There are several ways that BP could have chosen to respond, all of which were "open" to them (i.e. they had free will), yet those chose to take paths that were less moral. Kant's universal law would have them put their responsibility to humanity as the motivator, however, their motives have not proven to be driven by doing what is genuinely good for humanity.
Blackburn (2009) states that it is tricky to apply the categorical imperative and that the most persuasive examples of it being effective are in cases where there is an institution whose existence depends on sufficient performance by a sufficient number of individuals.
Suppose, as is plausible, that our ability to give and receive promises depends upon general compliance with the principle of keeping promises. Were we to break them sufficiently often, or were promise-breaking to become a 'law of nature,' then there would be no such…… [Read More]
Contemporary agency theory dictates that managers only act in the interest of maximizing shareholder (owner) wealth (Roberts, 2004). This standard can be reasonably viewed as the minimum ethical standard that the president of a company should have. Taking this view, Thomas Koltun is essentially in damage control mode. Because of the mistakes of the company in the past, Koltun is faced with significant downside risk from mishandling this situation. It could also be reasonably argued that Thomas Koltun still bears responsibility for the original ethical imperatives that the company has had all along as the result of bringing the Travel-Lite to market. If three-quarters of these products are as yet unaccounted for, then the company still bears ethical obligations as defined by the CPSC with regards in particular to consumers.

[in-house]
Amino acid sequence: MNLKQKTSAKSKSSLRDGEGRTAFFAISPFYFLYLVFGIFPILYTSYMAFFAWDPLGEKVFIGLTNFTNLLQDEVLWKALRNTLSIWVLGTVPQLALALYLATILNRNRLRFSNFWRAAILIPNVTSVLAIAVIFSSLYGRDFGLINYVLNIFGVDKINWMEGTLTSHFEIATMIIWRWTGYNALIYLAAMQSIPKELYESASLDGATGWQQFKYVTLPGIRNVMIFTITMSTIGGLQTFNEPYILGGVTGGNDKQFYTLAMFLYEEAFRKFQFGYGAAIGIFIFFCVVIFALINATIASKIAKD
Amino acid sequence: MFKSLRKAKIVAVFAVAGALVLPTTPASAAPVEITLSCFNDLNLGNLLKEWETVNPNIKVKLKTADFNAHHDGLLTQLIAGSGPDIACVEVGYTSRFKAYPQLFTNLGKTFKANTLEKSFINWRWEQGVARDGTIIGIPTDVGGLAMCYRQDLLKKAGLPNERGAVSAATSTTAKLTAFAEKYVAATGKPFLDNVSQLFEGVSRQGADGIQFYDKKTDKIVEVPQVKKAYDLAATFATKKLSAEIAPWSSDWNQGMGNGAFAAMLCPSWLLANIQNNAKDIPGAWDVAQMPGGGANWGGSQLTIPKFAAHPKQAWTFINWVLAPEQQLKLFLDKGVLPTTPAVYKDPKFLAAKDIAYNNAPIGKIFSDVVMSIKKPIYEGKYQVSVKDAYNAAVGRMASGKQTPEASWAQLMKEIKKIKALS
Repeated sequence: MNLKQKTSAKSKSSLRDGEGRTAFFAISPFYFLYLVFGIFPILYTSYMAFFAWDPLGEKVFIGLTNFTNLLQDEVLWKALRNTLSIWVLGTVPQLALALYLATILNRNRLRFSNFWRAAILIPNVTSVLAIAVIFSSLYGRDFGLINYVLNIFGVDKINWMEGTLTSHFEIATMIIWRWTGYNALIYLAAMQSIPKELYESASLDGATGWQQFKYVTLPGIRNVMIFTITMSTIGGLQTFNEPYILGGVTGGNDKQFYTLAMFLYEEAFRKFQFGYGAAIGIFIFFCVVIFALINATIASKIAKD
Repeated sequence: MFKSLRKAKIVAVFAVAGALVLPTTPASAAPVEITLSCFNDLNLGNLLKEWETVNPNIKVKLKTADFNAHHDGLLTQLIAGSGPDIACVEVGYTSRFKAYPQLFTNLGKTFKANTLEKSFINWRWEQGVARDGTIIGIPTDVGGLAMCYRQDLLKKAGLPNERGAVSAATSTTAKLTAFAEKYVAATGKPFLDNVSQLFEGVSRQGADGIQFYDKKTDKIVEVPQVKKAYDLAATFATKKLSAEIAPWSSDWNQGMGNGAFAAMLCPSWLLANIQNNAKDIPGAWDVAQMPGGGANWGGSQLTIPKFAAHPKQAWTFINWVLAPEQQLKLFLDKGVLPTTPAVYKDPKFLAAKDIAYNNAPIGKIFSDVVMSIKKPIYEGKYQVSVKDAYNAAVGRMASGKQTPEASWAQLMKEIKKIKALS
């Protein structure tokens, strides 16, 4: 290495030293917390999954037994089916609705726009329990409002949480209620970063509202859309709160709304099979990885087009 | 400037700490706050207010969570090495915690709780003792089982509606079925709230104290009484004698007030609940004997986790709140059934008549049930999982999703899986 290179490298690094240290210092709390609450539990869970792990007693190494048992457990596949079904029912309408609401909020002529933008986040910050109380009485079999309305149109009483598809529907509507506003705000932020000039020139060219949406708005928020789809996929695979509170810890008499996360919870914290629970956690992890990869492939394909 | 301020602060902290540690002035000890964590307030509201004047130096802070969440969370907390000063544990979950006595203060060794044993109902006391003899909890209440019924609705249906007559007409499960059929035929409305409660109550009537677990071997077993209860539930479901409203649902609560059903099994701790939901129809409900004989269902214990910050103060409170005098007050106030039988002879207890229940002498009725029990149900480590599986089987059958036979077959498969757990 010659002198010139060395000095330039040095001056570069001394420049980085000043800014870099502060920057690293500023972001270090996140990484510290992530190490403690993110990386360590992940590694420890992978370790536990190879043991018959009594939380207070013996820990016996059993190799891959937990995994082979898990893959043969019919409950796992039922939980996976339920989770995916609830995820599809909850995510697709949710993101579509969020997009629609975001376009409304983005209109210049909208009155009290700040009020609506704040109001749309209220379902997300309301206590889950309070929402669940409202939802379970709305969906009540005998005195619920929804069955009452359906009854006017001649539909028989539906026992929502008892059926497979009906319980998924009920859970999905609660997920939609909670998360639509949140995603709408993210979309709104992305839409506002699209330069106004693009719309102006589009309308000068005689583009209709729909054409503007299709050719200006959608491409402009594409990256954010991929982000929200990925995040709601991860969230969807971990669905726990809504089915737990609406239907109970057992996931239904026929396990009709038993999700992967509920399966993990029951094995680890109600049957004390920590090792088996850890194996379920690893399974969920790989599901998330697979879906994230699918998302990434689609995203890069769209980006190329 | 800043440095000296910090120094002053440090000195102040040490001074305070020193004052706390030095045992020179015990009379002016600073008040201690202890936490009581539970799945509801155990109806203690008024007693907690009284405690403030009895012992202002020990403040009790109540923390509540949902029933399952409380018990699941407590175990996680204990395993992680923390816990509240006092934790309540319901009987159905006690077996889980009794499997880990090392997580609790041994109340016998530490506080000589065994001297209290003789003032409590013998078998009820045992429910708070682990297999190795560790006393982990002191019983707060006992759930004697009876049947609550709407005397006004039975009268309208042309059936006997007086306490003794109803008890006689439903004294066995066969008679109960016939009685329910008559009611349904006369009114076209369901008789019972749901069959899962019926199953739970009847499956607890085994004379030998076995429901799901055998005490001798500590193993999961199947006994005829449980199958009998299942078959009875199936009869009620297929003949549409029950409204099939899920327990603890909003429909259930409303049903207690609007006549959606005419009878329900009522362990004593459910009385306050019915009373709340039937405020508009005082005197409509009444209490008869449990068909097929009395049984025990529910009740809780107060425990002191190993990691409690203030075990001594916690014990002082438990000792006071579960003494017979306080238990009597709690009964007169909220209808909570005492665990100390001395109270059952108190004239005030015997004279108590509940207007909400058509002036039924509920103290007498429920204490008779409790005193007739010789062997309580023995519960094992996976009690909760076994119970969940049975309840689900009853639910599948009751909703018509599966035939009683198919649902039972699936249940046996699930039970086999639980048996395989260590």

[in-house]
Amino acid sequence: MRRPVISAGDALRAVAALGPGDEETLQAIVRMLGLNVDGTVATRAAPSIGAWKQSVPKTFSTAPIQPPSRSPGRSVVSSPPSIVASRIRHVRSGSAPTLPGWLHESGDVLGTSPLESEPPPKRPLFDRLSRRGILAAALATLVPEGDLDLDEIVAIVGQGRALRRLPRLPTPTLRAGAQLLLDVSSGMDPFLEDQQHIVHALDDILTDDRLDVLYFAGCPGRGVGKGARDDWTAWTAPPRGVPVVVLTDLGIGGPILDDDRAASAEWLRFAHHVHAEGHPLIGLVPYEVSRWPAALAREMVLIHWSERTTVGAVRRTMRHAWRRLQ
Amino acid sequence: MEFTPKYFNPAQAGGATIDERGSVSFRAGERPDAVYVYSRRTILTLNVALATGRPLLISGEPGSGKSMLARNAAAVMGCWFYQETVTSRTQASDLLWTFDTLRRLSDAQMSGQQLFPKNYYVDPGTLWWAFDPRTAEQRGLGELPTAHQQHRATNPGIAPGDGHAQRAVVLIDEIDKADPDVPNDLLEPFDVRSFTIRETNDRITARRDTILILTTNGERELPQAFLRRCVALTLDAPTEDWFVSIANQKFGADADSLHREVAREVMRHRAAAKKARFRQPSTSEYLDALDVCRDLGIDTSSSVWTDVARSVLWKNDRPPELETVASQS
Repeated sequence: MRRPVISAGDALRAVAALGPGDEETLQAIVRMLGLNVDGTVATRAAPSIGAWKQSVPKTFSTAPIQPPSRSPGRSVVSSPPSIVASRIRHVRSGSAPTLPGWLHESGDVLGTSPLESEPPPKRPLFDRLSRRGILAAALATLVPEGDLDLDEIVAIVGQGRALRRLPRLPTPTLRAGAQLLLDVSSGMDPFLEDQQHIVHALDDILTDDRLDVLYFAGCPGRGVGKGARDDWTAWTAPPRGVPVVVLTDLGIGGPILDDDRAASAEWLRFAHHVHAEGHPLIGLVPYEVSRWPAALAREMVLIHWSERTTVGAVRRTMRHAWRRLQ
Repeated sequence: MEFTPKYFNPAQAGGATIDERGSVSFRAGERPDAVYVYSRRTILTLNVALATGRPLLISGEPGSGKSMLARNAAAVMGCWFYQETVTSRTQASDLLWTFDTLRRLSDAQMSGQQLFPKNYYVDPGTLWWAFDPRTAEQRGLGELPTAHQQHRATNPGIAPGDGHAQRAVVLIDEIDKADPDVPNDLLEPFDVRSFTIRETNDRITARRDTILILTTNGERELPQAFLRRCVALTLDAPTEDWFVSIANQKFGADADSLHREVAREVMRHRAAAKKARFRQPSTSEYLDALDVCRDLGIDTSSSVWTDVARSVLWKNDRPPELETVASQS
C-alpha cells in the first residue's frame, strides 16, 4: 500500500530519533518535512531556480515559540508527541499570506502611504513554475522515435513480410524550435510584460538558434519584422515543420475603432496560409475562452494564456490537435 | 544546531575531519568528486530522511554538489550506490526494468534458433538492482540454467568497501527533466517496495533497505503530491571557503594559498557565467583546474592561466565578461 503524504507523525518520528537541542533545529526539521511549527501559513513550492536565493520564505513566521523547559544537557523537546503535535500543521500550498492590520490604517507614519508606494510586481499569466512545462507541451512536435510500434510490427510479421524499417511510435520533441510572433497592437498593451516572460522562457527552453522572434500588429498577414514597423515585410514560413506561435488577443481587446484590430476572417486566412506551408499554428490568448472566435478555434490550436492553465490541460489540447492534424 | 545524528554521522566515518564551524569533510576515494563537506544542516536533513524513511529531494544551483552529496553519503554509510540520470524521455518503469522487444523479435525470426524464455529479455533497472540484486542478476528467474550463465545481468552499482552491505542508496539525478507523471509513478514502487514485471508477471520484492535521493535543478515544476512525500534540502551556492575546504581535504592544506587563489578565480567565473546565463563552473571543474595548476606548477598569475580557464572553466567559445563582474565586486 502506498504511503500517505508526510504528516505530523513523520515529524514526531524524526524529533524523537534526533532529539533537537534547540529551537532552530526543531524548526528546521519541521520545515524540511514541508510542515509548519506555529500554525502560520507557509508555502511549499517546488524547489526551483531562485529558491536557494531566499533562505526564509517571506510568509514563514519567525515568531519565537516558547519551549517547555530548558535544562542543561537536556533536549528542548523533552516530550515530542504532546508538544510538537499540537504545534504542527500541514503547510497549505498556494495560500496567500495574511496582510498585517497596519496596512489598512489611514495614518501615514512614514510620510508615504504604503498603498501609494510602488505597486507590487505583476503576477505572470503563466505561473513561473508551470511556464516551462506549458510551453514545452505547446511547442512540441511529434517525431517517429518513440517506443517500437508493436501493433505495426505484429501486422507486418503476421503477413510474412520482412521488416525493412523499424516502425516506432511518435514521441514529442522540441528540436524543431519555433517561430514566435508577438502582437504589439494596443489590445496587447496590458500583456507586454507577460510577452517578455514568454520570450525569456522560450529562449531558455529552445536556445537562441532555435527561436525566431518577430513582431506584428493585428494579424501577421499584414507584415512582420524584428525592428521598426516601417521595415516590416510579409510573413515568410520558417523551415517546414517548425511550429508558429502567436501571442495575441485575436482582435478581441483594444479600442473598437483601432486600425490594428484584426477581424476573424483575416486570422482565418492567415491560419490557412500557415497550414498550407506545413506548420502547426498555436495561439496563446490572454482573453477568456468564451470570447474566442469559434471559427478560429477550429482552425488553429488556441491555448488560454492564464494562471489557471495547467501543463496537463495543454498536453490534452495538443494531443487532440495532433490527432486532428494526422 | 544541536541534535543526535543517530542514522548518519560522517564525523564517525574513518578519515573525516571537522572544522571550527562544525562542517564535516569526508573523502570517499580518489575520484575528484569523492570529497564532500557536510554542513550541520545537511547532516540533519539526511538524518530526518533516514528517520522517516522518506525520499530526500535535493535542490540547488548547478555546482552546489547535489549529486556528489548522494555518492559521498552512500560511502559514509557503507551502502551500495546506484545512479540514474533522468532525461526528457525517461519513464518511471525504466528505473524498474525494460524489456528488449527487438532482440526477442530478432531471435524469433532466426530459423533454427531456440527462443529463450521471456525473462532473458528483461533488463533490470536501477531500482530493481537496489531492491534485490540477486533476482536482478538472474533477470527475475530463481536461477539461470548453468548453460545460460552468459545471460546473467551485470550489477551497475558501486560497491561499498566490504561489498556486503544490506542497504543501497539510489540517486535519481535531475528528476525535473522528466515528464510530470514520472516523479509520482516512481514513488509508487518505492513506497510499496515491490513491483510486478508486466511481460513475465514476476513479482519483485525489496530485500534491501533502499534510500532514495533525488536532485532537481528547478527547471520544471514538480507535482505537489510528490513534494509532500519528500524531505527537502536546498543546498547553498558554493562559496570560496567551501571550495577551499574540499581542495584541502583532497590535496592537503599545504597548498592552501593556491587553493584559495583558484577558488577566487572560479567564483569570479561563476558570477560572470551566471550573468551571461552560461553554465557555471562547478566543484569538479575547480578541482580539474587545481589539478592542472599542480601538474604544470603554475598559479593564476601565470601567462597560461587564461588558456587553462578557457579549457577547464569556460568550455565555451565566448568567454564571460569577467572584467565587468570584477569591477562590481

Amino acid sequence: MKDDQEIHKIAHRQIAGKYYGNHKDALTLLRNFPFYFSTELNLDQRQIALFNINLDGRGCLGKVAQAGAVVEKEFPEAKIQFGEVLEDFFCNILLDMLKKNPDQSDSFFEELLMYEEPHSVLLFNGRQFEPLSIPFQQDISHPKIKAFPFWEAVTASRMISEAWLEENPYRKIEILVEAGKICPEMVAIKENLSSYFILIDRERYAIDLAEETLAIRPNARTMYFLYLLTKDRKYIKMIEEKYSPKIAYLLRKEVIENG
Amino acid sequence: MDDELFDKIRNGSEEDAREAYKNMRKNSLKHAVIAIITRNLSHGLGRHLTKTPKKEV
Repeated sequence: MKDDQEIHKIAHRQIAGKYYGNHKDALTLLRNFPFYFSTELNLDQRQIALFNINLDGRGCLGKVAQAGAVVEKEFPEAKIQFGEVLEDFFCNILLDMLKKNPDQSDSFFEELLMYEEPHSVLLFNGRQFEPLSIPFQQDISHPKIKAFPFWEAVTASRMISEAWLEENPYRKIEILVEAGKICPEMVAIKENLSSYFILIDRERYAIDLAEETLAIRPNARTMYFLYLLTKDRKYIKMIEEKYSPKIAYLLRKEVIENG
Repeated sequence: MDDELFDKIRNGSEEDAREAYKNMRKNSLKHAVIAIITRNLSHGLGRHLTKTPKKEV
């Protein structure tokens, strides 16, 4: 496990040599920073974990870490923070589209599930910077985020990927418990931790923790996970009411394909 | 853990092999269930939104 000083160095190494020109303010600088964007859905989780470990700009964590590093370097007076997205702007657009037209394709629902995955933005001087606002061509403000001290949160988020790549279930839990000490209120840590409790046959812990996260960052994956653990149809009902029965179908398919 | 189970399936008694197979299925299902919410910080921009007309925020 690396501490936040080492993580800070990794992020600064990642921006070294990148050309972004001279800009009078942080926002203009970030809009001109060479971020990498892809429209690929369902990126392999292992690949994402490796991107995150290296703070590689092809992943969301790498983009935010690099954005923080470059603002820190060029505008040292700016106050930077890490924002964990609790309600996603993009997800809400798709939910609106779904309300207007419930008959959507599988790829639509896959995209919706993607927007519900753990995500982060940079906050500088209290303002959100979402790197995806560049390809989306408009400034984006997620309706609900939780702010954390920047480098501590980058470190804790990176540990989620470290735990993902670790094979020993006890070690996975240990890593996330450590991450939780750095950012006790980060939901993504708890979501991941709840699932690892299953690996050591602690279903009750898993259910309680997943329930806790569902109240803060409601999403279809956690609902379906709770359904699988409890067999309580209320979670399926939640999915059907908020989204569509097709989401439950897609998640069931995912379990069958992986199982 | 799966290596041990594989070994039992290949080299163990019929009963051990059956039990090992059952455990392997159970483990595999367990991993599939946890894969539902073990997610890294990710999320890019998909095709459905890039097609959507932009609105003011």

There are serious implications associated with a mishandling of these obligations. The company has suffered ethical failures in relation to…… [Read More]